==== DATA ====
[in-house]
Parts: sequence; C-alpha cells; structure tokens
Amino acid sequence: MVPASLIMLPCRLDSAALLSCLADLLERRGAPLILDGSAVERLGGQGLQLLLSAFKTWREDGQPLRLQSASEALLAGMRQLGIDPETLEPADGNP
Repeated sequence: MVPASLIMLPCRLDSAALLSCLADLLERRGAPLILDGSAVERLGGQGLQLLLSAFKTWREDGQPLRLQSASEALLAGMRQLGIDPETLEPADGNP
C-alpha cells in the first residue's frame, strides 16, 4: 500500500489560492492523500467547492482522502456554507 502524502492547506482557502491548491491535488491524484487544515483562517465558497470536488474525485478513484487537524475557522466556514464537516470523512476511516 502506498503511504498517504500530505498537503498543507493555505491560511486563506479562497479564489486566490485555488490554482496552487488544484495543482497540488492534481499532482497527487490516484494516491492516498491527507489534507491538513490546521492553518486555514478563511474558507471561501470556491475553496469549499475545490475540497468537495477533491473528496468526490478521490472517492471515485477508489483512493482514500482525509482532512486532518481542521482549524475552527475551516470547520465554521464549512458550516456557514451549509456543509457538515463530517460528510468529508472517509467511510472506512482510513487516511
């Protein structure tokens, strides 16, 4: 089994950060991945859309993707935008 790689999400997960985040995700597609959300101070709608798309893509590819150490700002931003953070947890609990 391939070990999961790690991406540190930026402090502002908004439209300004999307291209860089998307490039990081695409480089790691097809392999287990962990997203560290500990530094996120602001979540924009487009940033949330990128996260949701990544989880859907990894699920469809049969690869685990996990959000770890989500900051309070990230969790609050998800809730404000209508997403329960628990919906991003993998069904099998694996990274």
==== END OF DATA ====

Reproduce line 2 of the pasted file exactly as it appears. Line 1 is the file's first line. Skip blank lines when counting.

Parts: sequence; C-alpha cells; structure tokens